repaglinide


Also found in: Dictionary, Wikipedia.

repaglinide

 [rĕ-pag´lĭ-nīd]
an oral hypoglycemic agent used in treatment of type 2 diabetes mellitus.

repaglinide

Gluconorm (CA), NovoNorm (UK), Prandin

Pharmacologic class: Meglitinide

Therapeutic class: Hypoglycemic

Pregnancy risk category C

Action

Inhibits alpha-glucosidases, enzymes that convert oligosaccharides and disaccharides to glucose. This inhibition lowers blood glucose level, especially in postprandial hyperglycemia.

Availability

Tablets: 0.5 mg, 1 mg, 2 mg

Indications and dosages

Adjunct to diet and exercise in type 2 (non-insulin-dependent) diabetes mellitus uncontrolled by diet and exercise alone, or combined with metformin in type 2 diabetes mellitus uncontrolled by diet, exercise, and either repaglinide or metformin alone

Adults: 0.5 to 4 mg P.O. before each meal; may adjust at 1-week intervals based on blood glucose response. Maximum daily dosage is 16 mg.

Contraindications

• Hypersensitivity to drug or its components

• Diabetic ketoacidosis

• Type 1 (insulin-dependent) diabetes mellitus

• Administration with gemfibrozil

Precautions

Use cautiously in:

• renal or hepatic impairment; adrenal or pituitary insufficiency; stress caused by infection, fever, trauma, or surgery

• concurrent use of CYP2C8 inhibitors (such as trimethoprim, gemfibrozil, montelukast)

• concurrent use of CYP3A4 inhibitors (such as ketoconazole, itraconazole, erythromycin)

• concurrent use of CYP3A4 or CYP2C8 inducers (such as rifampin, barbiturates, carbamazepine)

• elderly or malnourished patients

• pregnant or breastfeeding patients

• children.

Administration

• Give 15 to 30 minutes before meals. Administer two, three, or four times daily, if needed, to adapt to patient's meal pattern.

Adverse reactions

CNS: headache, paresthesia

CV: angina, chest pain

EENT: sinusitis, rhinitis

GI: nausea, vomiting, diarrhea, constipation, dyspepsia

GU: urinary tract infection

Metabolic: hyperglycemia, hypoglycemia

Musculoskeletal: joint pain, back pain

Respiratory: upper respiratory infection, bronchitis

Other: tooth disorder, hypersensitivity reaction

Interactions

Drug-drug. Barbiturates, carbamazepine, rifampin: decreased repaglinide blood level

Beta-adrenergic blockers, chloramphenicol, MAO inhibitors, nonsteroidal antiinflammatory drugs, probenecid, sulfonamides, warfarin: potentiation of repaglinide effects

Calcium channel blockers, corticosteroids, estrogens, hormonal contraceptives, isoniazid, phenothiazines, phenytoin, nicotinic acid, sympathomimetics, thyroid preparations: loss of glycemic control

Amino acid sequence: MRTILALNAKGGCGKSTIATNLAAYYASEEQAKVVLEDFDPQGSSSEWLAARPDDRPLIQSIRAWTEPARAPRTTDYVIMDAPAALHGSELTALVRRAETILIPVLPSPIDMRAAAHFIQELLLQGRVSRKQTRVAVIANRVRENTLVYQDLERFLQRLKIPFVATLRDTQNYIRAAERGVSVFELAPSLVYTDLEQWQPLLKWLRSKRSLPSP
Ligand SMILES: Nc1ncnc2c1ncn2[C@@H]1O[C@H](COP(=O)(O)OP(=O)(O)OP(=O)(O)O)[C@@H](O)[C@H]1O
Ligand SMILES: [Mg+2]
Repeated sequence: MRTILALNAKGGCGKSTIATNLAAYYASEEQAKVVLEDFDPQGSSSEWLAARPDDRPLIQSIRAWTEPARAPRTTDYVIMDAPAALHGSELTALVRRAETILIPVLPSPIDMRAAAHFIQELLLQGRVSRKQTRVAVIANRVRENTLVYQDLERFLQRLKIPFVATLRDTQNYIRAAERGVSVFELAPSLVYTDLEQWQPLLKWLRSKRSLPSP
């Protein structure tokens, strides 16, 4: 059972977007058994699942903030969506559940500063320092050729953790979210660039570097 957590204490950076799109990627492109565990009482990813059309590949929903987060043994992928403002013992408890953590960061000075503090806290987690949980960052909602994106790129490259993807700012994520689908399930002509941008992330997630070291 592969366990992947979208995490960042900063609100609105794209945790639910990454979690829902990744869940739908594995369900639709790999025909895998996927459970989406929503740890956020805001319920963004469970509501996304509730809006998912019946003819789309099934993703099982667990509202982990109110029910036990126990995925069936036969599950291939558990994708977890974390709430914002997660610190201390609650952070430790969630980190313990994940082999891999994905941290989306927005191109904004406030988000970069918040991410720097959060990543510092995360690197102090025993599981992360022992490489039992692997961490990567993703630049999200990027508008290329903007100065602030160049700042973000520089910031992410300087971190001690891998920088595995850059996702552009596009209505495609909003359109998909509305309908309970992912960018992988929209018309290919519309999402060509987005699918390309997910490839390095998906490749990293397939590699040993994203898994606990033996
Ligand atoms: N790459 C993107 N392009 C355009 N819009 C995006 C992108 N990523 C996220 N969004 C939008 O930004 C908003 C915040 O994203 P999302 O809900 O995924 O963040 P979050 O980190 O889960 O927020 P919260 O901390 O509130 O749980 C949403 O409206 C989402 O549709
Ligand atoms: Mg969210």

Clarithromycin: increased repaglinide area under the curve and Cmax

Cyclosporine: increased repaglinide plasma concentration

Erythromycin, ketoconazole, miconazole: decreased repaglinide metabolism, increased risk of hypoglycemia

Gemfibrozil, itraconazole: significantly increased repaglinide exposure

Simvastatin: increased repaglinide level

Drug-food. Any food: decreased drug bioavailability

Drug-herbs. Aloe gel (oral), bitter melon, chromium, coenzyme Q10, fenugreek, gymnema sylvestre, psyllium, St. John's wort: additive hypoglycemic effects

Glucosamine: poor glycemic control

Patient monitoring

• Monitor blood glucose and glycosylated hemoglobin levels.

• Monitor patient's meal pattern. Consult prescriber about adjusting dosage if patient adds or misses a meal.

• Assess for angina, shortness of breath, or other discomforts.

• Watch for signs and symptoms of bronchitis and upper respiratory, urinary, and EENT infections.

Patient teaching

• Tell patient to take 15 to 30 minutes before each meal.

• Instruct patient to monitor blood glucose level carefully. Teach him to recognize signs and symptoms of hypoglycemia and hyperglycemia.

• Advise patient to report signs and symptoms of infection.

• As appropriate, review all other significant and life-threatening adverse reactions and interactions, especially those related to the drugs, foods, and herbs mentioned above.

repaglinide

(rĭ-păg′lə-nīd′)
n.
An oral hypoglycemic drug, C27H36N2O4, that stimulates the release of insulin from the pancreas and is used to treat type 2 diabetes.

repaglinide

NovoNorm®, Prandin® Endocrinology An oral nonsulfonylurea hypoglycemic for Pts with type 2 DM, whose hyperglycemia does not respond to diet and exercise
References in periodicals archive ?
Nordisk, "Prandin[R] (repaglinide) tablets," July 2018, http://www.novo-pi.com/prandin.pdf/.
Liu, "Comparison of metformin and repaglinide monotherapy in the treatment of new onset type 2 diabetes mellitus in China," Journal of Diabetes Research, vol.
Dolff et al., "Repaglinide in the management of new-onset diabetes mellitus after renal transplantation," American Journal of Transplantation, vol.
Alpha glucosidase inhibitor, glucagon-like peptide 1 (GLP-1), Thiazolidinedione (TZDs) and Repaglinide are also alternate choice of drugs (Fig.1).
These include sulfonylureas, such as glipizide and glimepiride, and glinides, such as repaglinide (Prandin) and nateglinide (Starlix).
Nateglinide (Starlix) and repaglinide (Prandin) are the agents in this subclass.
Reddy, "In vitro characterization and in vivo toxicity study of repaglinide loaded poly (methyl methacrylate) nanoparticles," International Journal of Pharmaceutics, vol.
Ozkan, "Selective and sensitive determination of repaglinide in pharmaceuticals by voltammetric and LC methods," Revue Roumaine de Chimie, vol.
Han Chinese, (i) Serum [56] 2013 long standing (ii) No treatment with insulin (iii) Some patients received metformin and/or repaglinide He et al.
reported a higher risk for repaglinide (OR, 2.12; 95% CI, 1.38-3.26) than for sulfonylureas (OR, 1.39; 95% CI 0.98-1.99) [122].
for 14 days did not significantly affect the pharmacokinetics and pharmacodynamics of repaglinide in healthy volunteers, suggesting that St.